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Hi I'm trying to tokenize a string by loading an entire file into a char[] using fread. For some strange reason it is not always working, and valgrind complains in this very small sample program.

Given an input like test.txt


And the following program

#include <stdio.h>
#include <string.h>
#include <stdlib.h>
#include <sys/stat.h>

//returns the filesize in bytes
size_t fsize(const char* fname){
  struct stat st ;
  return st.st_size;

int main(int argc, char *argv[]){
  FILE *fp = NULL;
    fprintf(stderr,"\t-> Error reading file:%s\n",argv[1]);
    return 0;
  char buffer[fsize(argv[1])];
  char *str = strtok(buffer," \t\n");

    fprintf(stderr,"token is:%s with strlen:%lu\n",str,strlen(str));
    str = strtok(NULL," \t\n");
  return 0;

compiling like

gcc test.c -std=c99 -ggdb

running like

./a.out test.txt


share|improve this question
strtok is obsolete and has several issues. don't use it. –  Andreas Bonini Apr 2 '10 at 7:41
What would you recommend instead? For simple stuff, that doesn't have to be threadsafe etc. I still find it veryusefull –  monkeyking Apr 2 '10 at 7:56
Well, obviously it's not so simple, otherwise valgrind would not complain. –  Matthieu M. Apr 2 '10 at 8:46
So valgrind would never complain on obviously simple matters? –  monkeyking Apr 5 '10 at 9:46

5 Answers 5

up vote 6 down vote accepted

Your buffer size should be filesize + 1. The +1 is for the null char.

filesize = fsize(argv[1]);
char buffer[filesize + 1];

Also fread does not put a \0 at the end of the string. So you'll have to do it yourself as:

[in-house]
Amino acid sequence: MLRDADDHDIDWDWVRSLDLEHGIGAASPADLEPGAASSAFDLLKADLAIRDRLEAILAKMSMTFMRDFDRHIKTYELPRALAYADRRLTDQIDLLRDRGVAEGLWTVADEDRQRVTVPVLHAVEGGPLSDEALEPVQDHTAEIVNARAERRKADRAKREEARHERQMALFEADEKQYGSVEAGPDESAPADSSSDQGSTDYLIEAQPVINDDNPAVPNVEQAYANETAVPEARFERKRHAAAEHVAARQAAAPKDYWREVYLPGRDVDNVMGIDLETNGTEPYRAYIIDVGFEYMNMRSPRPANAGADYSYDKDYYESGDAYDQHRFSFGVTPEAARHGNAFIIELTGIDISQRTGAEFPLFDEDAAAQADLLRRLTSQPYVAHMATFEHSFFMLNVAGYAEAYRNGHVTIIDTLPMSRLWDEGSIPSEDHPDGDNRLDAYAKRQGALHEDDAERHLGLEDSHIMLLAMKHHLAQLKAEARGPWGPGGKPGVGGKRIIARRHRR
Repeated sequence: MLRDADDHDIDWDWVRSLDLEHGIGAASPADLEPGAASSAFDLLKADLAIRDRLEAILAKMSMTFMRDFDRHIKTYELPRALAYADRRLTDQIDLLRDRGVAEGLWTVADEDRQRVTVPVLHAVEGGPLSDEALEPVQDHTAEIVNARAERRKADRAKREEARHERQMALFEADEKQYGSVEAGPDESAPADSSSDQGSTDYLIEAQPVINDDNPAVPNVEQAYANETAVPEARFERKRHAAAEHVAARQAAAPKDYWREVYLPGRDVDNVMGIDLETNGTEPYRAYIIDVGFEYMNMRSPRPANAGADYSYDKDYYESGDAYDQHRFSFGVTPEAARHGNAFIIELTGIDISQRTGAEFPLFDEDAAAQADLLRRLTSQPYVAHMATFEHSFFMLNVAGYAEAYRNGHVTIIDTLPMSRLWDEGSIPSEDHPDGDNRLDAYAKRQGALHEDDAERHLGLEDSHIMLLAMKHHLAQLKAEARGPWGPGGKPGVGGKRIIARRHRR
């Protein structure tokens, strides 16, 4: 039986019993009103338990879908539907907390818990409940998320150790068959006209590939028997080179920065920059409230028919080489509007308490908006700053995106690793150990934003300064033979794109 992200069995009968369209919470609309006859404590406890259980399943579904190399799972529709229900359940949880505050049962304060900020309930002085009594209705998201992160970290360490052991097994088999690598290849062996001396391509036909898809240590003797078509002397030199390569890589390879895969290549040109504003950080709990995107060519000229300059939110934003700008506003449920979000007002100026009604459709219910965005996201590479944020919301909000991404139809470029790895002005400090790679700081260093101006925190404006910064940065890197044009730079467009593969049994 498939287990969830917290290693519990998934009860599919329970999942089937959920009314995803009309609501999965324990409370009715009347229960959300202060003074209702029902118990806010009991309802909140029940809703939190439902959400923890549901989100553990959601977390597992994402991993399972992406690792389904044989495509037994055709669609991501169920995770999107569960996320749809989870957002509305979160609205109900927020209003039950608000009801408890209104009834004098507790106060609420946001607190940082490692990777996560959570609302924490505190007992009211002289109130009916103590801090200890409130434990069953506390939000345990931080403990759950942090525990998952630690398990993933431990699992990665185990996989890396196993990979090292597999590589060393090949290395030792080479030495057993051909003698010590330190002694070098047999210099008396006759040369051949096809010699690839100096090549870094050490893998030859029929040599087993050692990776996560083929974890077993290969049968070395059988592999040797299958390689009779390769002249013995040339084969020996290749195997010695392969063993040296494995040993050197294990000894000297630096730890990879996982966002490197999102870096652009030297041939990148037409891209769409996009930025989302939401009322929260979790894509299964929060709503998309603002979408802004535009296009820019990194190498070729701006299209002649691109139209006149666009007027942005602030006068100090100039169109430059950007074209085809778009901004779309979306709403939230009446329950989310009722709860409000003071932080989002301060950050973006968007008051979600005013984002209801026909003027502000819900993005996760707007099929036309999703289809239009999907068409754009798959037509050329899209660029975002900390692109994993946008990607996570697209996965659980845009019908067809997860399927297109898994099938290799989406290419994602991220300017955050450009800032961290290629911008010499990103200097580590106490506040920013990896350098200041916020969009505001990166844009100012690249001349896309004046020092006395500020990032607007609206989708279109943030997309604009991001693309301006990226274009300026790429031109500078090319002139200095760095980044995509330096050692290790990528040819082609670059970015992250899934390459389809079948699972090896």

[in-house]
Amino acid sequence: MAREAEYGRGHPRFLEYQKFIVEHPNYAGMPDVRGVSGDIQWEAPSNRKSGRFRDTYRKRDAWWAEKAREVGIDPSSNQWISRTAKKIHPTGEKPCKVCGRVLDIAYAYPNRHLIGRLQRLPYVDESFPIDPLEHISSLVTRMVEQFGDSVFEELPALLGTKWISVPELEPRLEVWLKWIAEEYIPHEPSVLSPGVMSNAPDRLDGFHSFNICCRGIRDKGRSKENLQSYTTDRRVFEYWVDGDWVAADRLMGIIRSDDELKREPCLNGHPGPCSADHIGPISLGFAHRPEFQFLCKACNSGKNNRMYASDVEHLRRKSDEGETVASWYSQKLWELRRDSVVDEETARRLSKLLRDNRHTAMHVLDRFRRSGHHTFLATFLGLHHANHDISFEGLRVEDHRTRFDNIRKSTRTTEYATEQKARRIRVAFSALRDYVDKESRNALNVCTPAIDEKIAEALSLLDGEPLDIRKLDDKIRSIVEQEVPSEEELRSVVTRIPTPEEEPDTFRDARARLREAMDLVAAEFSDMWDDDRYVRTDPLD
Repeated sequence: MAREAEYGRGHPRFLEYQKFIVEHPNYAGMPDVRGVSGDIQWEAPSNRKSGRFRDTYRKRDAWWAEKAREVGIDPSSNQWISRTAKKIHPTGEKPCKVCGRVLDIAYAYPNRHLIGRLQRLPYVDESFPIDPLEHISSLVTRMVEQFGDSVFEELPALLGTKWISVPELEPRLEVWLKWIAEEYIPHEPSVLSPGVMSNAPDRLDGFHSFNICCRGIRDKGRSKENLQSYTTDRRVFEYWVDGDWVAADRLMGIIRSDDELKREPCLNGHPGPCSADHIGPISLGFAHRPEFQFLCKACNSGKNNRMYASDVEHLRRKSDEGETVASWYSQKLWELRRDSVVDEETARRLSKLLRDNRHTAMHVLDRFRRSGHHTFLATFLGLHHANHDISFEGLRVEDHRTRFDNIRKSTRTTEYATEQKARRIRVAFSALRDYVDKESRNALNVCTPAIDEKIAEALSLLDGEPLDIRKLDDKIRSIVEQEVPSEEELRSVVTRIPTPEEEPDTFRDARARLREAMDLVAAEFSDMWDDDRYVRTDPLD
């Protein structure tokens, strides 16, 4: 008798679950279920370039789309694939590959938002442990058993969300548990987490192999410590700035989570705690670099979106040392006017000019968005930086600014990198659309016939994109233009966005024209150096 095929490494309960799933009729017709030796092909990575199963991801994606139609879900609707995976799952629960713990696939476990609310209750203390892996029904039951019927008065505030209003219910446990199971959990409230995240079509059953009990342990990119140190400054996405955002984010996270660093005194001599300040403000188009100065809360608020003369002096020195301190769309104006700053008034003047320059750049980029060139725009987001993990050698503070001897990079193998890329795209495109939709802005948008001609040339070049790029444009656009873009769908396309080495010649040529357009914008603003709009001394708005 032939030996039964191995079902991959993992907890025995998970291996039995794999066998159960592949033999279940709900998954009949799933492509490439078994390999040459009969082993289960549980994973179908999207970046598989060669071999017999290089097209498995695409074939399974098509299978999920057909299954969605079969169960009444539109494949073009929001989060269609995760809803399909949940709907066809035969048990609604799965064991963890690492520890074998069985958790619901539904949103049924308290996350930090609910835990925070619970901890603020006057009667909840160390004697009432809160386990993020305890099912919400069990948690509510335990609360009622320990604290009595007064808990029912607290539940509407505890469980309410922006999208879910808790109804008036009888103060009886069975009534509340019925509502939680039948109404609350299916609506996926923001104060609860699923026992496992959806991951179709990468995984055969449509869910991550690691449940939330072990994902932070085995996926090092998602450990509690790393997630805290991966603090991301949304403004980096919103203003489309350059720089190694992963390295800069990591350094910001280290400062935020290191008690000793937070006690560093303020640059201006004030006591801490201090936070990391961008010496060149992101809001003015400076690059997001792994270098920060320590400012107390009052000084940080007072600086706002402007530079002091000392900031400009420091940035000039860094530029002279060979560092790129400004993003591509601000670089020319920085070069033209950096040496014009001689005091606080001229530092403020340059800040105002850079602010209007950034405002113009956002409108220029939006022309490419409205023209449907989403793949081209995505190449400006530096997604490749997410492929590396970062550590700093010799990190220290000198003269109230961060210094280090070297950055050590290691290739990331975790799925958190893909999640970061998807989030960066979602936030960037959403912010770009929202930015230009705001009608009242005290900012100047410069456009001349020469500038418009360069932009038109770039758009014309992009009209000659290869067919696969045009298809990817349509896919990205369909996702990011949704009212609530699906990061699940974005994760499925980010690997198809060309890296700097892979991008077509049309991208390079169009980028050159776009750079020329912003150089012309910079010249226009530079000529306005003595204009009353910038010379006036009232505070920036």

buffer[filesize] = 0;
share|improve this answer
Can variable (filesize + 1), not a constant, be used as array size...? –  sky Apr 8 '13 at 1:28

From this site:

int main(int argc, char* argv[])
  std::string str = "The quick brown fox";

  // construct a stream from the string
  std::istringstream stream(str);

  // use stream iterators to copy the stream to the vector
  // as whitespace separated strings
  std::istream_iterator<std::string> it(stream), end;

  std::vector<std::string> results(it, end);

  // results = ["The", "quick", "brown", "fox"]

SO much easier than dealing with those nasty C-strings that keep banging you on the head.

And you know what's great about using higher-order methods ? It takes less screen estate and is easier to understand.

share|improve this answer
+1, The question is tagged both C and C++, but many times that means that I am programming C++, but can use a C solution even if in this case the code and filename seem to indicate plain C. Anyway this is worth the upvote (people doing C++ will surely read this) even if it may not suit the user. –  David Rodríguez - dribeas Apr 2 '10 at 9:19

buffer is not null-terminated. You need to make it one byte larger than the size of the file, and you need to set the last byte to be \0.

share|improve this answer

Your buffer must be filesize + 1 and you will also need to set the terminating 0:

int size = fsize(argv[1]);
char buffer[size + 1];
buffer[size] ='\0';

Also, you should probably allocate the buffer on the heap instead of the stack...

share|improve this answer

Your buffer is too small. Try this:

int fileSize = fsize(argv[1]);
char buffer[fileSize + 1]; 
buffer[fileSize] = 0;

right before your call to fread.

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